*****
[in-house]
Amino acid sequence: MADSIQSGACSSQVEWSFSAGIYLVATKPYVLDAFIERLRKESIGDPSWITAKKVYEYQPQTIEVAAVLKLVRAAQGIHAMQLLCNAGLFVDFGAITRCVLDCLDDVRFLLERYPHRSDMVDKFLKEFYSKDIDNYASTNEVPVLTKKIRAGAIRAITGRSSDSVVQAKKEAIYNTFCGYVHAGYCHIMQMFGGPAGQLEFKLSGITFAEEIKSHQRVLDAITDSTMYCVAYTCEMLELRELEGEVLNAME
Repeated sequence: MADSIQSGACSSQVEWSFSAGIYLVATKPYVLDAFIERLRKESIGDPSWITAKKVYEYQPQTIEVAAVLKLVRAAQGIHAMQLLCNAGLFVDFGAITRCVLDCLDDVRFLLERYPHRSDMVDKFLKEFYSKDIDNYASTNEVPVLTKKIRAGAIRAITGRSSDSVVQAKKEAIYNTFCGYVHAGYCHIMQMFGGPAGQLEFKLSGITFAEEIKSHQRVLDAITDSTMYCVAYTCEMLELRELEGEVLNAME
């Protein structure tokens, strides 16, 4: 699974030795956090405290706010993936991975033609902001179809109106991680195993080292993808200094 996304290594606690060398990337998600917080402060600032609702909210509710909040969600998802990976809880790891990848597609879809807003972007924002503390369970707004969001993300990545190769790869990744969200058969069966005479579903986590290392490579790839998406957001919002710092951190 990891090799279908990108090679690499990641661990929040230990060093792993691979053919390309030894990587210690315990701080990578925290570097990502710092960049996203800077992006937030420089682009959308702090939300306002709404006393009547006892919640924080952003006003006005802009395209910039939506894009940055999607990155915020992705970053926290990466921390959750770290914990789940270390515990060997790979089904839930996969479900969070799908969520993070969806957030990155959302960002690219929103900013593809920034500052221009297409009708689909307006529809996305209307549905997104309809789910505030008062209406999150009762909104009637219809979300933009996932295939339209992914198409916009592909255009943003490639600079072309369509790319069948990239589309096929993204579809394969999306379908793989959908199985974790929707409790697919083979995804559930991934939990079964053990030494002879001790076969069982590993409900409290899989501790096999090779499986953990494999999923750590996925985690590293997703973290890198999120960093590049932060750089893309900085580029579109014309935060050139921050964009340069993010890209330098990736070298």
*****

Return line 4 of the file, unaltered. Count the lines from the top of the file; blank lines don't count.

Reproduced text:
């Protein structure tokens, strides 16, 4: 699974030795956090405290706010993936991975033609902001179809109106991680195993080292993808200094 996304290594606690060398990337998600917080402060600032609702909210509710909040969600998802990976809880790891990848597609879809807003972007924002503390369970707004969001993300990545190769790869990744969200058969069966005479579903986590290392490579790839998406957001919002710092951190 990891090799279908990108090679690499990641661990929040230990060093792993691979053919390309030894990587210690315990701080990578925290570097990502710092960049996203800077992006937030420089682009959308702090939300306002709404006393009547006892919640924080952003006003006005802009395209910039939506894009940055999607990155915020992705970053926290990466921390959750770290914990789940270390515990060997790979089904839930996969479900969070799908969520993070969806957030990155959302960002690219929103900013593809920034500052221009297409009708689909307006529809996305209307549905997104309809789910505030008062209406999150009762909104009637219809979300933009996932295939339209992914198409916009592909255009943003490639600079072309369509790319069948990239589309096929993204579809394969999306379908793989959908199985974790929707409790697919083979995804559930991934939990079964053990030494002879001790076969069982590993409900409290899989501790096999090779499986953990494999999923750590996925985690590293997703973290890198999120960093590049932060750089893309900085580029579109014309935060050139921050964009340069993010890209330098990736070298």